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HBO’s Treme wrapped up its second season Sunday and firmly entrenched itself not only as one of television’s current greatest series but an intriguing little mystery behind the scenes of the show itself.
See, you could put 10 critics in a room, and even if seven of them agreed on the greatness of Treme, none of the seven would probably agree on what merits got it to such exalted heights. Nor would they likely agree on whether the show is going about its business the right way, even as they lay some praise on it. Treme is quite the enigma, it turns out. And if you haven’t discovered that yet — or, one might assume, the show itself — then start renting or buying the episodes from the beginning (and say a little prayer that HBO’s largesse continues toward this gem).
Before going any further trying to contextualize the achievements of Treme, it’s necessary to talk about something series co-creator David Simon isn’t too keen to talk much about anymore — the fact he previously created arguably the greatest drama in TV history with The Wire. Just the fact that Treme is even in a conversation about top-tier television series is something of a miracle after that. The burden of expectation on Simon (and, in some sense, HBO) was enormous following The Wire, and the odds were long that a follow-up act would be any good. Why? Because making even one excellent series is rare. Repeating greatness in the arts is no easy feat. More so in television than almost any other medium — even music, with the dreaded sophomore album. So that achievement — and it’s enormous — needs to be thoroughly understood before moving forward.
It’s this “past performance is no guarantee of future results” thing that might also be such a consternation when evaluating Treme. What I’ve sensed from critics is a difficulty contrasting, contextualizing and embracing the mostly linear storytelling of The Wire with the less structured, more free-flowing raft-on-the-ocean kind of storytelling of Simon, co-creator Eric Overmyer and the Treme writers. Almost every episode of The Wire through five seasons could be definitively deconstructed after each showing. Doing that for Treme is like writing definitively about a marathon at the first mile marker.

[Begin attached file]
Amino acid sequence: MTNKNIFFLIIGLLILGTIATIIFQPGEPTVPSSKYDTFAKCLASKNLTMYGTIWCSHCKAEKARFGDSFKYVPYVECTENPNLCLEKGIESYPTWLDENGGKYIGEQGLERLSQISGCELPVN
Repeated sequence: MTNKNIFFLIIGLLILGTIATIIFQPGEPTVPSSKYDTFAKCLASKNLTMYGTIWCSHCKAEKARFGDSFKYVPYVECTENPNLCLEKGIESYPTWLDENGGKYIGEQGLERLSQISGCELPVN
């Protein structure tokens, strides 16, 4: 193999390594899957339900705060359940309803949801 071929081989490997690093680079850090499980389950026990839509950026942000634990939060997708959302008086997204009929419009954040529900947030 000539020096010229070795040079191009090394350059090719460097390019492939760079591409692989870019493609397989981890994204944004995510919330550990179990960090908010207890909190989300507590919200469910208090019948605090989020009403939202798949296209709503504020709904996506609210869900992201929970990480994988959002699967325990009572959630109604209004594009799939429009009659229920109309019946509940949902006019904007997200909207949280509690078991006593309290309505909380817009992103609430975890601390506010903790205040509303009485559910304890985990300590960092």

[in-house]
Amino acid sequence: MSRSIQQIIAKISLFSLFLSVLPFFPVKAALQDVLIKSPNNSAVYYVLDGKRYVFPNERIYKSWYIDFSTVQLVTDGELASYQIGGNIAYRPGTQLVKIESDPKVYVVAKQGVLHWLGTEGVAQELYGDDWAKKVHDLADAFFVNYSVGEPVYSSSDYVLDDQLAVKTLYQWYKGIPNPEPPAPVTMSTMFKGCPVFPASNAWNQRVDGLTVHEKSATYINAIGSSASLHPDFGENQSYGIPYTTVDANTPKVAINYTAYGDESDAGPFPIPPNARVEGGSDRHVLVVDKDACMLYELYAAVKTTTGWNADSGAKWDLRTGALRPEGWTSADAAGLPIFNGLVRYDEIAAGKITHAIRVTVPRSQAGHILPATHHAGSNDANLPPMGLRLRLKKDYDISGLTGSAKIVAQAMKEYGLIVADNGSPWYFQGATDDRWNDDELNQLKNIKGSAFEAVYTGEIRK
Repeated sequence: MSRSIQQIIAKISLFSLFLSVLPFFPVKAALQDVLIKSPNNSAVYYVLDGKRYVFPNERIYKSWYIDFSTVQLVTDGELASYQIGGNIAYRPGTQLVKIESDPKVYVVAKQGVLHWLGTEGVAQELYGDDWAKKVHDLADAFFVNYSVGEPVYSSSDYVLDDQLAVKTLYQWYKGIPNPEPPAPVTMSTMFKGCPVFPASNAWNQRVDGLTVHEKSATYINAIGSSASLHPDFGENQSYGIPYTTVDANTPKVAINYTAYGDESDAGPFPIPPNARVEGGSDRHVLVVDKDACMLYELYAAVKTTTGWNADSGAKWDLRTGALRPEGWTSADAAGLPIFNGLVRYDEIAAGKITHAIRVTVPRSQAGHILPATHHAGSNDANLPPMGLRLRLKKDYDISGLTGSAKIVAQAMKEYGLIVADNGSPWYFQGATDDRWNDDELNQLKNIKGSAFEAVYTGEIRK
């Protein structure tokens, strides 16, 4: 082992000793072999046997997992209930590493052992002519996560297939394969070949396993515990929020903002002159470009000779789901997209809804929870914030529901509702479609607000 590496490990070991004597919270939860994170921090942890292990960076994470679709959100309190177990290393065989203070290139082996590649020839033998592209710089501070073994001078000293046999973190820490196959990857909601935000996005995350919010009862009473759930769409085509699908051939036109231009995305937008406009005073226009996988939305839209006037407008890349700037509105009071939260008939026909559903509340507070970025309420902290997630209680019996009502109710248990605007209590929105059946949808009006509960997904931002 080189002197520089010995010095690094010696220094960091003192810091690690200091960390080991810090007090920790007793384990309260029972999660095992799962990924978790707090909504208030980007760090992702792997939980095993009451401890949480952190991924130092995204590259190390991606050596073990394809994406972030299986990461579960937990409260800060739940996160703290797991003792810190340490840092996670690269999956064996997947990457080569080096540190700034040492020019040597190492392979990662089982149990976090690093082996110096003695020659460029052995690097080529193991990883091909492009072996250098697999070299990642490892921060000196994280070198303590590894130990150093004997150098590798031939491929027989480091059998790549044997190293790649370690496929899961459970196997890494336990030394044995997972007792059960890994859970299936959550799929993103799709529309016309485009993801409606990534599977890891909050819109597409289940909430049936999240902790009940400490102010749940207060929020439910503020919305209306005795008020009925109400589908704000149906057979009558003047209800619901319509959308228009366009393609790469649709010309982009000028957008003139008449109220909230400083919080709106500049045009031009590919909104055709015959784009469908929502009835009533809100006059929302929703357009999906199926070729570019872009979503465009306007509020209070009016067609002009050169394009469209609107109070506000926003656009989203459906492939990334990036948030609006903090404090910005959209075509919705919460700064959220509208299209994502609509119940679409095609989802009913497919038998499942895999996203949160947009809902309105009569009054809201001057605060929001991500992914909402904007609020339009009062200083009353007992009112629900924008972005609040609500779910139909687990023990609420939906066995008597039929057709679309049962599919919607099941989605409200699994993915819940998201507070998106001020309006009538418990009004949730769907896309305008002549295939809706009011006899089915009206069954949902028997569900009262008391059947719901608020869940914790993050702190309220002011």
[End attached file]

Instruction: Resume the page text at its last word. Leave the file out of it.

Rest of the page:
Even in Sunday’s finale, when a number of story arcs seemed to reach a satisfying season-long conclusion, they didn’t actually end, or resolve. It’s more like they evolved. The overarching message at the end of Season 2 was, “These stories go on.” And there’s a real beauty in that which is entirely different, say, from the genius of The Wire or any other top-tier show. More than any other series in memory, Simon and Overmyer are telling, almost in real time, quiet stories about ordinary people. Simon is still able to riff on the things he loves — institutional failure, how government shirks its duty to its citizens not just at the national level but state and local as well. But all of this is being done on a very personal level — micro, not macro. It could be argued that Treme is a hell of a lot simpler than we all think it must be with Simon at the helm. He’s a Big Idea guy, no doubt: Five seasons of dissecting Baltimore as an American city in decline, ravaged by a failed war on drugs, policing by the numbers, political corruption, an education system in tatters and a blind press will do that. But maybe Treme is about the rebuilding of a great American city by the only people who can really do it right and who really want to do it — the people who live there. That’s big, but simple, yes? Telling the stories of a random collection of people in New Orleans trying to accomplish this — slowly, in real time — is the template of the show. Immersing all of that with the distinctive culture of the place — notably music, food and the native joie de vivre — makes Treme a more visceral than intellectual series.